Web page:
The missing facts in President Obama’s news conference

A rat is a rat no matter how you look at it. Obama’s speech was pure class warfare and the blueprint for his 2012 campaign. When will he become the President of all the people and not just his far left allies and the illegals? His budget received not a single vote in the Senate. Everyone knows he is not serious and cares little about the deficit. Now he is berating the Republicans for lack of leadership. What a farce. Where is his plan?

Excerpt: The president, clearly intending to increase pressure on the GOP, lambasted Republicans for, in his words, refusing to get rid of “tax breaks for millionaires and billionaires” before cutting aid to the less well-off. He also addressed questions on Libya.

Let’s parse some of his answers and explain what he means — and how factual he was.

“The tax cuts I’m proposing we get rid of are tax breaks for millionaires and billionaires, tax breaks for oil companies and hedge fund managers and corporate jet owner. . . . Before we ask our seniors to pay more for health care, before we cut our children’s education, before we sacrifice our commitment to the research and innovation that will help create more jobs in the economy, I think it’s only fair to ask an oil company or a corporate jet owner that has done so well to give up that tax break that no other business enjoys.”
The White House and Congress have been looking for ways to cut the deficit over 10 years by $2 trillion to $4 trillion. Republicans want to cut spending, while Democrats have sought ways to increase revenues — a nonstarter for most Republicans.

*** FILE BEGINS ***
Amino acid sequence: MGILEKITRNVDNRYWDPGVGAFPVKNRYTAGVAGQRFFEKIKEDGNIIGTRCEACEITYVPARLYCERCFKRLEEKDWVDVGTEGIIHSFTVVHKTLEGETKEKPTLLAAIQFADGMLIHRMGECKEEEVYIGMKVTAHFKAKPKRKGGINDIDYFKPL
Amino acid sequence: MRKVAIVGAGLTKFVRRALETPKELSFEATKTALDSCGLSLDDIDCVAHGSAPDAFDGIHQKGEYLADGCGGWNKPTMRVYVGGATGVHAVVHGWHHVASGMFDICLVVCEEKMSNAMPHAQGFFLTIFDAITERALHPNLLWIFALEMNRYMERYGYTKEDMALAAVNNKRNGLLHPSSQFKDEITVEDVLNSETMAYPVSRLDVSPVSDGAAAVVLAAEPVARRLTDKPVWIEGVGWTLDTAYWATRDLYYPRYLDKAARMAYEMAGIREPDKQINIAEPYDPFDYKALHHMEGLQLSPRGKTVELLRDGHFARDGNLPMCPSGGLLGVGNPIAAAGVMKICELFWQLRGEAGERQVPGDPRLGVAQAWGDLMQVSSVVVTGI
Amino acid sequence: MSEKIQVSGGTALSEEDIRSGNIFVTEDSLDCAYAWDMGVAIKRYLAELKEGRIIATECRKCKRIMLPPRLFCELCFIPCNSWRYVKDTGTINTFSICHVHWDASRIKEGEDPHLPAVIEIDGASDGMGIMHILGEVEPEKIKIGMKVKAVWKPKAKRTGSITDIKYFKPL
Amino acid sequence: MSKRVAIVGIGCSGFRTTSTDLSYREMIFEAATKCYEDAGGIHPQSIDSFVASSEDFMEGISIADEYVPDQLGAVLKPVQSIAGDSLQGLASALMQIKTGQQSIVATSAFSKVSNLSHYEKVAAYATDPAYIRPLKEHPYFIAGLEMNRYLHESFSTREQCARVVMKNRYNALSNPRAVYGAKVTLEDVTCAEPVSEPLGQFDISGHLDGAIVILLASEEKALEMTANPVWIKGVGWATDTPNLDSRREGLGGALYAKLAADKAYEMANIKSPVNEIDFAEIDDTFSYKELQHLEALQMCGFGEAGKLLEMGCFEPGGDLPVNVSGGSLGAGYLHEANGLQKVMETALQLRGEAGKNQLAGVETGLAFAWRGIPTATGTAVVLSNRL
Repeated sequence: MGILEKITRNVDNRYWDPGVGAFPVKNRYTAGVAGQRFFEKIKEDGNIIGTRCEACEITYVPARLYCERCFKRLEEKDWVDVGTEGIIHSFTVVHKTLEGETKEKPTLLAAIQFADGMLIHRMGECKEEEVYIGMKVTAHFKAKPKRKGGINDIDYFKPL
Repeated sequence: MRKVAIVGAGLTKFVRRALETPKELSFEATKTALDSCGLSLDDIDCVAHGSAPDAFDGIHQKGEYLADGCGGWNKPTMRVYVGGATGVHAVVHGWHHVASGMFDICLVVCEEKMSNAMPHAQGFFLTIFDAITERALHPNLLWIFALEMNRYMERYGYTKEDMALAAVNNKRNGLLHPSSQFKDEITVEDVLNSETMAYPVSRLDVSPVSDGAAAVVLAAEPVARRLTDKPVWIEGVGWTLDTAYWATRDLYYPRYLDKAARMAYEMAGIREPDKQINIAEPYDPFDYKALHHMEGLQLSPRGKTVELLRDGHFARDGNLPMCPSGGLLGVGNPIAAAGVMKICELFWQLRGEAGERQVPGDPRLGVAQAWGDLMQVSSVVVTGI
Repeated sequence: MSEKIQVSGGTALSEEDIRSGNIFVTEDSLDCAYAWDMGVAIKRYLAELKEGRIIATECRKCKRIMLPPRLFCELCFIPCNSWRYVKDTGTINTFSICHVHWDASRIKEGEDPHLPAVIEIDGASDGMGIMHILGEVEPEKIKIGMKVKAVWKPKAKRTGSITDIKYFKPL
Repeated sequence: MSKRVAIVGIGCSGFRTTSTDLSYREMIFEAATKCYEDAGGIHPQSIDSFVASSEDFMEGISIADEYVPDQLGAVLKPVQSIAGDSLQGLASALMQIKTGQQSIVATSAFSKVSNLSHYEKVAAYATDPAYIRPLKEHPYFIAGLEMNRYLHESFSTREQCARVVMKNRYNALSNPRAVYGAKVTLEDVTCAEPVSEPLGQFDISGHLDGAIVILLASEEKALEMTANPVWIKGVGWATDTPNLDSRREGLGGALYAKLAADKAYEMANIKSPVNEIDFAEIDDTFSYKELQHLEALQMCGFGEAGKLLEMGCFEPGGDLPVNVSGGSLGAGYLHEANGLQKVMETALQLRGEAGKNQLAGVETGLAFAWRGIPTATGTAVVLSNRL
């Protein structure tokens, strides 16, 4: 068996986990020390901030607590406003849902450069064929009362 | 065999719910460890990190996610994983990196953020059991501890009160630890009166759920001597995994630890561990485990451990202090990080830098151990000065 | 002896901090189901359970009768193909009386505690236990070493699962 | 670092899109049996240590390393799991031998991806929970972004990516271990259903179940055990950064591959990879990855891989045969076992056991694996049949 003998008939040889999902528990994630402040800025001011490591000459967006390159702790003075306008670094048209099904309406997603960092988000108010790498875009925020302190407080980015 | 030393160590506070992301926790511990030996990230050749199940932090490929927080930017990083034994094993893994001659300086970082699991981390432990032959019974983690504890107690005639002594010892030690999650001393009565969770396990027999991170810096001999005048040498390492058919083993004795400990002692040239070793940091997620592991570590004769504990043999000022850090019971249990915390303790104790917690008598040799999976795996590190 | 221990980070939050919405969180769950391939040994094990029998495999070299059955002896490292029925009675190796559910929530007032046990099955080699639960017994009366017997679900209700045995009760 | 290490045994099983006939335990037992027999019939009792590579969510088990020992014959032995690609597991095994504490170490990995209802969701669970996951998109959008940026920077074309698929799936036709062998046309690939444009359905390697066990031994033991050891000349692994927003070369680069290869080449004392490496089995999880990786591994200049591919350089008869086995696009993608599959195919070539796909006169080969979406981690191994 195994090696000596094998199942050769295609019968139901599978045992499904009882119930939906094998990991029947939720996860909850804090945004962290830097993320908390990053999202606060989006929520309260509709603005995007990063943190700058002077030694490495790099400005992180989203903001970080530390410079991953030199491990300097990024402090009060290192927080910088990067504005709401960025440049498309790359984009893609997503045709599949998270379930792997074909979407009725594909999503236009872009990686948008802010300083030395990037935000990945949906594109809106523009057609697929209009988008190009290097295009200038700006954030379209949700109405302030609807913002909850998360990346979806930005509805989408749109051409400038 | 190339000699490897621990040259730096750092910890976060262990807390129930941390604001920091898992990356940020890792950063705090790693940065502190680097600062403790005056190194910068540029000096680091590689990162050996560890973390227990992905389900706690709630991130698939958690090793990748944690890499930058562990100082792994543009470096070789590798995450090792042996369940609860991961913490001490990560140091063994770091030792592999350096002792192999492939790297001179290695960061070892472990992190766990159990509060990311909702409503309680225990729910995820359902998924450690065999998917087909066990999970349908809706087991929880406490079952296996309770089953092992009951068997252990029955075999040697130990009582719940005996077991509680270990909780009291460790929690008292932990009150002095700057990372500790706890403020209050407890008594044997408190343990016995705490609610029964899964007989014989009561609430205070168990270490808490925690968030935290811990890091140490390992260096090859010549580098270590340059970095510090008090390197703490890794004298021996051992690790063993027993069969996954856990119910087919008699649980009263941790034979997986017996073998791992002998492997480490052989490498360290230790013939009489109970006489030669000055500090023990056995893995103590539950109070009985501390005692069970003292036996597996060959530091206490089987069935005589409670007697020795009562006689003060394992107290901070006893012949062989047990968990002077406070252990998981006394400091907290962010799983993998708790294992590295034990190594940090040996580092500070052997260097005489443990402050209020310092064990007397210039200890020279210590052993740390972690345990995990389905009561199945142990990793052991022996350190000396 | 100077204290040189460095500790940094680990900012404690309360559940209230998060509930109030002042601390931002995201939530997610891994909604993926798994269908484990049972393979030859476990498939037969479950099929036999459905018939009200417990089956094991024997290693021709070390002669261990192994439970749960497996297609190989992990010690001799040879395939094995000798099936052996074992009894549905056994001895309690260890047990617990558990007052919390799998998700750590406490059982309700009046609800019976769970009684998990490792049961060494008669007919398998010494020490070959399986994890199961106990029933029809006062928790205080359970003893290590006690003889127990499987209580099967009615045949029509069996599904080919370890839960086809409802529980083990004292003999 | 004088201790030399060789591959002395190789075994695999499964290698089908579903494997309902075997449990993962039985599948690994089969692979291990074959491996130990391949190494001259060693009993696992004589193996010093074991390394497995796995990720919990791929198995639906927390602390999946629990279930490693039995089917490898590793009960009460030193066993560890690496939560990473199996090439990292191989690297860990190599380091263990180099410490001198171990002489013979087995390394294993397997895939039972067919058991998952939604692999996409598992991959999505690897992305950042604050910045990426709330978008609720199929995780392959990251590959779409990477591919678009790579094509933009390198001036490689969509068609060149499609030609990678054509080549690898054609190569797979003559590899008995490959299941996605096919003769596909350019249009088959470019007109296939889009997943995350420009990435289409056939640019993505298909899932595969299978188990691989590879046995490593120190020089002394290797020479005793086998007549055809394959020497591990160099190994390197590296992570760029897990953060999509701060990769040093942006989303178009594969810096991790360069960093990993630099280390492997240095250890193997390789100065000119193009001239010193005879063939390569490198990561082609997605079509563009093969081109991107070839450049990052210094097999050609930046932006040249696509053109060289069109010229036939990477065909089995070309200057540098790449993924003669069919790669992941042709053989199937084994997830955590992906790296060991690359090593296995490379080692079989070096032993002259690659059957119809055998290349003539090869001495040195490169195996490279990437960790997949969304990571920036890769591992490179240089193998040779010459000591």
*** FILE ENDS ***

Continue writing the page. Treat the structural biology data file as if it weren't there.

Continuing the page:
While there have been reports the administration is seeking $400 billion in additional revenue, that’s apparently not a real number. At this point, the White House might accept just about anything that demonstrates what the president calls a “balanced solution.”

In a bit of class jujitsu, the president six times mentioned eliminating a tax loophole for corporate jets, frequently pitting it against student loans or food safety. It’s a potent image, but in the context of a $4 trillion goal, it is essentially meaningless. The item is so small the White House could not even provide an estimate of the revenue that would be raised, but other estimates suggest it would amount to $3 billion over 10 years.

Meanwhile, student financial assistance, just for 2011, is about $42 billion. So the corporate jet loophole — which involves the fact that such assets can be depreciated over five years, rather than the seven for commercial jets — just is not going to raise a lot of money. It certainly wouldn’t save many student loans.

Going after hedge fund managers might raise about $15 billion over 10 years, but in a different life The Fact Checker covered Wall Street and is pretty certain those financial wizards would figure out a way to avoid this tax shift. John Carney of CNBC actually outlined how that would work.

Eliminating oil and gas preferences would raise $44 billion over 10 years, according to administration figures (table S-8), so that begins to look like real money. But the real dollars are in what the president calls “tax breaks for millionaires and billionaires” — eliminating the ability of people making more than $250,000 to itemize their deductions. That proposal would raise $290 billion over 10 years.

Wait a minute, the president said he would target “millionaires and billionaires” and yet the fine print of his proposal would affect couples making more than $250,000 (and individuals making more than $200,000)? That’s right.

Read full Washington Post article here.

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